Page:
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Table 9.1 Factorials
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EXAMPLE 9.2 Recursive Implementation of the Factorial Function
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When a function is defined recursively, its implementation is usually a direct translation of its recursive definition. The two parts of the recursive definition of the factorial function translate directly into two Java statements:
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public static int f(int n) { if (n==0) { return 1; // basis }
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RECURSION
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return n*f(n-1); }
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// recursive part
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Here is a simple test driver for the factorial method:
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public static void main(String[] args) { for (int n=0; n<10; n++) { System.out.println("f("+n+") = "+f(n)); } }
It prints the same values as shown in Table 9.1.
EXAMPLE 9.3 Iterative Implementation of the Factorial Function
The factorial function is also easy to implement iteratively:
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public static int f(int n) { int f = 1; for (int i = 2; i <= n; i++) { f *= i; } return f; }
Note that the function header is identical to that used in Example 9.2; only the body is different. This allows us to use the same test driver for both implementations. The output should be the same.
BASIS AND RECURSIVE PARTS To work correctly, every recursive function must have a basis and a recursive part. The basis is what stops the recursion. The recursive part is where the function calls itself. EXAMPLE 9.4 The Basis and Recursive Parts of the Factorial Function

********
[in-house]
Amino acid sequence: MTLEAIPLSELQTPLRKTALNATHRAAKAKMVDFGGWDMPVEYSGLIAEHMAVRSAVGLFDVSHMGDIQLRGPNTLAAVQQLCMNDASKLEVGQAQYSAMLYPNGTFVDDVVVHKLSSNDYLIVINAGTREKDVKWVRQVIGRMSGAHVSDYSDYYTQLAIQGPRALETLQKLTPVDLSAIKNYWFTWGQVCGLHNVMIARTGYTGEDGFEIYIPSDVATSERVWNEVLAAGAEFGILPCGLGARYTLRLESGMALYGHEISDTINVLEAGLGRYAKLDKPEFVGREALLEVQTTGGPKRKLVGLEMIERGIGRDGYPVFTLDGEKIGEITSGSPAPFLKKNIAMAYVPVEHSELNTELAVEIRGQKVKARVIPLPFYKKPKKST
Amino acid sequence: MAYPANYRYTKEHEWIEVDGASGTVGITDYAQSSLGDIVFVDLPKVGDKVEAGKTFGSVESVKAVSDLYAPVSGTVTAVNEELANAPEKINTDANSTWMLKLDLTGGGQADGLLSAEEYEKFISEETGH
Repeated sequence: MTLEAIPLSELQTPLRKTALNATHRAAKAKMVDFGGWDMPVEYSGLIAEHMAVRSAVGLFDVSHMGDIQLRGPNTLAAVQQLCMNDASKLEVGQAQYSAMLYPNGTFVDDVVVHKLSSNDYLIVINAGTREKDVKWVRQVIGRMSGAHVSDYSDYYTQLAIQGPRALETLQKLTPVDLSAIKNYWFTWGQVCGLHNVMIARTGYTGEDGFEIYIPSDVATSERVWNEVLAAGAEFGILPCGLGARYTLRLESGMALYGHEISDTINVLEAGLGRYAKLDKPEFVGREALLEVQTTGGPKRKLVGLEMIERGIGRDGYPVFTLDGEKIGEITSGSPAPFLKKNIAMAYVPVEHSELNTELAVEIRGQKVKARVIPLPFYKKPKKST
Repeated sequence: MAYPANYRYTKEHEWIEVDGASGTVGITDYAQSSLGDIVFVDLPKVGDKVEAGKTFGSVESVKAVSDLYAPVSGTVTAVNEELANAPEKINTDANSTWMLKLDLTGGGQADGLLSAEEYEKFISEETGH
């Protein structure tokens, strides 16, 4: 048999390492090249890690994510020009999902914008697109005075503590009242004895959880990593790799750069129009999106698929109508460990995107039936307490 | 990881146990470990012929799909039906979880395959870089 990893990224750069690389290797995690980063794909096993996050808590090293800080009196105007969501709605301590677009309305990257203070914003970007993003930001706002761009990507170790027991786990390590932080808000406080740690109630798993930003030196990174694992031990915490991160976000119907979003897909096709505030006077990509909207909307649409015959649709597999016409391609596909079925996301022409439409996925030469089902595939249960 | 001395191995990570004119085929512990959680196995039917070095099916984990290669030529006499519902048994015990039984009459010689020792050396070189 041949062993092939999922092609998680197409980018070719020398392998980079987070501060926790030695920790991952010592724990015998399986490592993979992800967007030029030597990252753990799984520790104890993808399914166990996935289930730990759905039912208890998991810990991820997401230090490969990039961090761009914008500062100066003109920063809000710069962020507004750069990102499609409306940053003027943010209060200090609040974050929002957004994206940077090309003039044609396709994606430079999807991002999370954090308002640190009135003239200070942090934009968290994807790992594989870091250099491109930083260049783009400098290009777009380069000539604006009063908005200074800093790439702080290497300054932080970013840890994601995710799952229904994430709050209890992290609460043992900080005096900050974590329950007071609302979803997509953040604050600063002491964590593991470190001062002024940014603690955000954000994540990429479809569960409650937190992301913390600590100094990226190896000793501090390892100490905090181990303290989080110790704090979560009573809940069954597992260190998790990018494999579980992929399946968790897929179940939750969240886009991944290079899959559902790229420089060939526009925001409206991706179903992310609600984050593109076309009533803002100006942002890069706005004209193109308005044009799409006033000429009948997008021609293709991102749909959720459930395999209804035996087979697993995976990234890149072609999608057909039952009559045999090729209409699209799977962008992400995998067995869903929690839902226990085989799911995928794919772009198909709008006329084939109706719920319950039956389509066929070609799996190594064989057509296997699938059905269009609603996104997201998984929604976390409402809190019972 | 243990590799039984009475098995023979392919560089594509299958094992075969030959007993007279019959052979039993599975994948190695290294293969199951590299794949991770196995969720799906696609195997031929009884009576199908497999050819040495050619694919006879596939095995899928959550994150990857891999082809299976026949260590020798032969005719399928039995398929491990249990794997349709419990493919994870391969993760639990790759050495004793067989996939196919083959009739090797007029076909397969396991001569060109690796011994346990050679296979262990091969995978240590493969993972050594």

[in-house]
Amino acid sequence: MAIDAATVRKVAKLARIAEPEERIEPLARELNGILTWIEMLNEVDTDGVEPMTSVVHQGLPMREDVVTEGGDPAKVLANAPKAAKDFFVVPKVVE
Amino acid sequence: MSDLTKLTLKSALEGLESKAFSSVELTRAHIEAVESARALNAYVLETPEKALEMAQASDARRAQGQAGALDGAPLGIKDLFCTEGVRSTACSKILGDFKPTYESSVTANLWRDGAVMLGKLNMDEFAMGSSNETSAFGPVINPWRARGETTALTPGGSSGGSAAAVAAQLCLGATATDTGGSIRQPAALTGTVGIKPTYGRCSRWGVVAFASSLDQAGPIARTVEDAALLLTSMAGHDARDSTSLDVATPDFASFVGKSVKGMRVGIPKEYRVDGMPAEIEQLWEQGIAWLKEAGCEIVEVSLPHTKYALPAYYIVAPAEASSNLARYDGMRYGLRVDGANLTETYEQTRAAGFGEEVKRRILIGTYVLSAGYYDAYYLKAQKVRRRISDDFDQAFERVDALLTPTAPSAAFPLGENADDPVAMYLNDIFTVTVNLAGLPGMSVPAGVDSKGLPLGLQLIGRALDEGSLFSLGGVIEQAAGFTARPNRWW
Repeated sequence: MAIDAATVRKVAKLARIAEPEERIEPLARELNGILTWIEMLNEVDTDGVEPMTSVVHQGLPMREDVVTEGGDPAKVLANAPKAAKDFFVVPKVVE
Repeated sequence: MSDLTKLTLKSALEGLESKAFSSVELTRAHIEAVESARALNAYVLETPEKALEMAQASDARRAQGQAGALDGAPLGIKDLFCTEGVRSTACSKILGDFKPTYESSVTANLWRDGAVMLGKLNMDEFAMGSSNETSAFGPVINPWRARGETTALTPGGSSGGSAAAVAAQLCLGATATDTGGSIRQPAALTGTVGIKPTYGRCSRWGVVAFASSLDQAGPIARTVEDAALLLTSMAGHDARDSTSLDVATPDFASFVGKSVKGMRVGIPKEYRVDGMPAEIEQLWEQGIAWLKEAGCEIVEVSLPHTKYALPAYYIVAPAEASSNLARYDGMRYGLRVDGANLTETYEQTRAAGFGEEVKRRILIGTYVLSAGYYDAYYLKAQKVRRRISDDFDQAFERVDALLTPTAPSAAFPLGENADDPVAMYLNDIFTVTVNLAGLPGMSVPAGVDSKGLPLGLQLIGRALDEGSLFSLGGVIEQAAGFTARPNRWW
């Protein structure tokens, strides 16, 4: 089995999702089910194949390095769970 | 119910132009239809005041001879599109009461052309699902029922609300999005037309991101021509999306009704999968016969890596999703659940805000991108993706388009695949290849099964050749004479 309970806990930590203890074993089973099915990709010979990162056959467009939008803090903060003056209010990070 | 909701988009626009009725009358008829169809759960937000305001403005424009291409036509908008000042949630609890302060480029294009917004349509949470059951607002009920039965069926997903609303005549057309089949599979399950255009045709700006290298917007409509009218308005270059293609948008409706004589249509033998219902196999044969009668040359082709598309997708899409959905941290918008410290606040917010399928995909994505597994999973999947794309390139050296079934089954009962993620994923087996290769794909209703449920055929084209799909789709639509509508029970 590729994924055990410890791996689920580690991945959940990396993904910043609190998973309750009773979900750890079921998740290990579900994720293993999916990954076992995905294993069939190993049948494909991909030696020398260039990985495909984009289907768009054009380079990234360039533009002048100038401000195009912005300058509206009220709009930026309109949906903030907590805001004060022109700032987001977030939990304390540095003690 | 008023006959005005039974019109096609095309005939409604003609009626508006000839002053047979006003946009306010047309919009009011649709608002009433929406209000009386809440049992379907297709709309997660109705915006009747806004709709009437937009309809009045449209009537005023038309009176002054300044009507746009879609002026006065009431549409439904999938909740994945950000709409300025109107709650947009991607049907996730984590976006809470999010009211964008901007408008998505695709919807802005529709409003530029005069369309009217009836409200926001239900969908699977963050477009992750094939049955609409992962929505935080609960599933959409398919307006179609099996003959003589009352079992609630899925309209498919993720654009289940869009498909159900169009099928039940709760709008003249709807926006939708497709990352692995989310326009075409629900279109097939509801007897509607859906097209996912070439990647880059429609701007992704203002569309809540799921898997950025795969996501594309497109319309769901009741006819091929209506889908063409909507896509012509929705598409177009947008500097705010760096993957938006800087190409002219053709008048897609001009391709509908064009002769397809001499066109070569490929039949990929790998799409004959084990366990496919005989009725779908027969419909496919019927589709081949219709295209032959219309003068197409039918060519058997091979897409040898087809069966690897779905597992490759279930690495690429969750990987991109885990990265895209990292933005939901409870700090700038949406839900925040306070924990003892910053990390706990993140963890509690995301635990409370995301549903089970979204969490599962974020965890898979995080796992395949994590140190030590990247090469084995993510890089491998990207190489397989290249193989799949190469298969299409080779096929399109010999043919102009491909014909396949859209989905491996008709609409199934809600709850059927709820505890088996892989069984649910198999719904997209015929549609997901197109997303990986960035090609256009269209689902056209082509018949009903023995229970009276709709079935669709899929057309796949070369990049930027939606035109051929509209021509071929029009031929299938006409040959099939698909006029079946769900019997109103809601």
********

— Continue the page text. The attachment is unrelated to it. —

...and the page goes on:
In the Java method that implements the factorial function in Example 9.2, the basis and the recursive parts are labeled with comments. The recursive part invokes the method, passing a smaller value of n. So starting with a positive value like 5, the values on the successive invocations will be 4, 3, 2, 1, and 0. When 0 is passed, the basis executes, thereby stopping the recursion and beginning the chain of returns, returning 1, 1, 2, 6, 24, and finally 120.
0 1 2 3 4 5 6 7 8 9 10 11 12 13 14
0 1 1 2 3 5 8 13 21 34 55 89 144 233 377
EXAMPLE 9.5 The Fibonacci Numbers
The Fibonacci numbers are 1, 1, 2, 3, 5, 8, 13, 21, 34, 55, . Each number after the second is the sum of the two preceding numbers. This is a naturally recursive definition: Fn = 0, if n = 0 1, if n = 1 F n 1 + F n 2 , if n > 1
The first 15 values of the Fibonacci sequence are shown in Table 9.2. The first two values, F0 and F1, are defined by the first two parts of the definition: F0 = 0 (for n = 0) and F1 = 1 (for n = 1). These two parts form the basis of the recursion. All the other values are defined by the recursive part of the definition:
Table 9.2 Fibonacci numbers
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RECURSION
For n = 2, F2 = Fn = Fn 1 + Fn 2 = F(2) 1 + F(2) 2 = F1 + F0 = 1 + 0 = 1. For n = 3, F3 = Fn = Fn 1 + Fn 2 = F(3) 1 + F(3) 2 = F2 + F1 = 1 + 1 = 2. For n = 4, F4 = Fn = Fn 1 + Fn 2 = F(4) 1 + F(4) 2 = F3 + F2 = 2 + 1 = 3. For n = 5, F5 = Fn = Fn 1 + Fn 2 = F(5) 1 + F(5) 2 = F4 + F3 = 3 + 2 = 5. For n = 6, F6 = Fn = Fn 1 + Fn 2 = F(6) 1 + F(6) 2 = F5 + F4 = 5 + 3 = 8. For n = 7, F7 = Fn = Fn 1 + Fn 2 = F(7) 1 + F(7) 2 = F6 + F5 = 8 + 5 = 13.
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